That’s why I feel strongly that Bukit Brown Cemetery is a heritage landmark worth saving for the sake of all Singaporeans – now and the future. It’s where the national soul resides. It’s a living museum with names that most Singaporeans can readily identify with, such as the bus routes we take to work (Jalan Boon Lay); MRT stations (Boon Keng); schools we go to (Gan Eng Seng) and makan places (Joo Chiat Place), to name just but a few. There are more than 40 names of streets and places which can be traced back to Bukit Brown.
What’s more, I can imagine their descendants mingling among us – cheek-to-jowl in the MRT and buses; in the queues at NTUC supermarkets; for Toto and 4-D tickets and the char kuay teow stall at Hong Lim complex.
Our forefathers came from afar across the seas – many as coolies including my own grandfather – and caught a glimpse of 星汌 and like the biblical story of Abraham, their descendants have multiplied like the ‘stars’ they imagine to be the bright lights of the future. They chose to come, live, die and be buried here. We owe our presence to them. We need to remember and honour them. The story of Singapore is built on the backs of immigrants, and we should keep on telling their stories unceasingly. More will come because of they have built, what we will build on the foundations they laid. Those newcomers too will catch a glimpse of the shimmering lights of 星汌 (Isle of Stars) when their planes fly over Changi International Airport. Majullah Singapore!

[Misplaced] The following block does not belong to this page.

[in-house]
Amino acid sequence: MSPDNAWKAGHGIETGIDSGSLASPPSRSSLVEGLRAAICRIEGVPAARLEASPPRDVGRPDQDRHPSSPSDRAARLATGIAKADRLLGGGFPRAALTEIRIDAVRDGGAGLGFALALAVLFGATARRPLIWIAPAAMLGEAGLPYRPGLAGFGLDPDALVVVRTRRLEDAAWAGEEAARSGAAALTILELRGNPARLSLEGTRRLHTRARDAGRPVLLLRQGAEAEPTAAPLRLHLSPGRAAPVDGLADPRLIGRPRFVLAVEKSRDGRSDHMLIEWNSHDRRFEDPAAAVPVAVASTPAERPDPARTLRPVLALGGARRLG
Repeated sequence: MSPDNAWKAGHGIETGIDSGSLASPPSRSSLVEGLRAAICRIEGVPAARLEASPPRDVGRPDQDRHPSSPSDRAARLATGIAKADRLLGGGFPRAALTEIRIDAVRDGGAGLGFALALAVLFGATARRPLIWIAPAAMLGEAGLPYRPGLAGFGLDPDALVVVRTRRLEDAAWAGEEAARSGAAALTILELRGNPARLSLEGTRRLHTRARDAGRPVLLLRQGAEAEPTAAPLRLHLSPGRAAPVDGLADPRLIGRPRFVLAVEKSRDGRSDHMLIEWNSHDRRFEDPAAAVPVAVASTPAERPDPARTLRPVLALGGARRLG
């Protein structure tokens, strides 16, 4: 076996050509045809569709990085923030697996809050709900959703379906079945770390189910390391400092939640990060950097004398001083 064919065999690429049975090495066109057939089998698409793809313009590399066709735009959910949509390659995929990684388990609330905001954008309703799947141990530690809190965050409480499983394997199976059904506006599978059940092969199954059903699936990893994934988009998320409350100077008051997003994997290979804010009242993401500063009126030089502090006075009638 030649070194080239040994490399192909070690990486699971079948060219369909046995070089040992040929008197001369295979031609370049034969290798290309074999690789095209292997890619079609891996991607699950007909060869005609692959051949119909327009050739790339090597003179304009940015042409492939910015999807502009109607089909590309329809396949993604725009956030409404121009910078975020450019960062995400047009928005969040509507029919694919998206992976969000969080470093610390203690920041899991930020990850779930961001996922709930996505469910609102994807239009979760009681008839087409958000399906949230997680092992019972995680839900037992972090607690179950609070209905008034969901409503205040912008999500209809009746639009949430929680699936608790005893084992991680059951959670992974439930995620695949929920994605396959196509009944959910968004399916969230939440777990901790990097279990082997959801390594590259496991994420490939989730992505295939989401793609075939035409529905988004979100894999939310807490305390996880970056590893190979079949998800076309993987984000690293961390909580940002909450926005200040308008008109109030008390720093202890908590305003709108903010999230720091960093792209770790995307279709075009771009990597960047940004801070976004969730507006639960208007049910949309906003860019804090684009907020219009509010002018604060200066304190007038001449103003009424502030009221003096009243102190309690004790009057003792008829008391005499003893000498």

Bio: A.J. Leow is the grandson of a coolie who has brought his children to Bukit Brown several times to understand their roots. His family celebrated National Day at Bukit Brown this year.
This is about Kusu Island Keramat (Shrine). Two Chinese men who contributed are buried in the Greater Bukit Brown complex.
Buried in Bukit Brown Cemetery: Kum Peng Huat. Buried in Seh Ong Cemetery: Ong Chwee Tow
The inscription in Malay reads, Deity grandma of Kusu is residing at the home of baba Hoe Beng Whatt no.140 Rangoon Rd since 1917.
“Judging from inscriptions found at the temple and shrines, Straits Chinese devotees seemed to be the main or more active group in sustaining the pilgrimage in its earlier years. At the Chinese temple, Straits Chinese tycoon Ong Sam Leong figures prominently among the top donors for contributing 100 Straits dollars to renovation works in 1909, while inscriptions at the malay shrines reveal that Nenek Ghalib’s shrine was constructed with donations from Baba
(a term of address for Straits Chinese men) Hoe Beng Whatt and others, after she “arrived at the house of” Hoe in 1917. This was taken to mean that she had appeared in Hoe’s dreams and asked for the shrine to be built in exchange for granting the donors success in business. This tale reflects the situation in which keramat worship came to depend almost exclusively on local Chinese patronage, despite being Malay in origin, as many Malay-Muslims renounced such practices as they became more orthodox in their faith.” (The Kusu Pilgrimage: an enduring myth by Lu Caixia) … read more here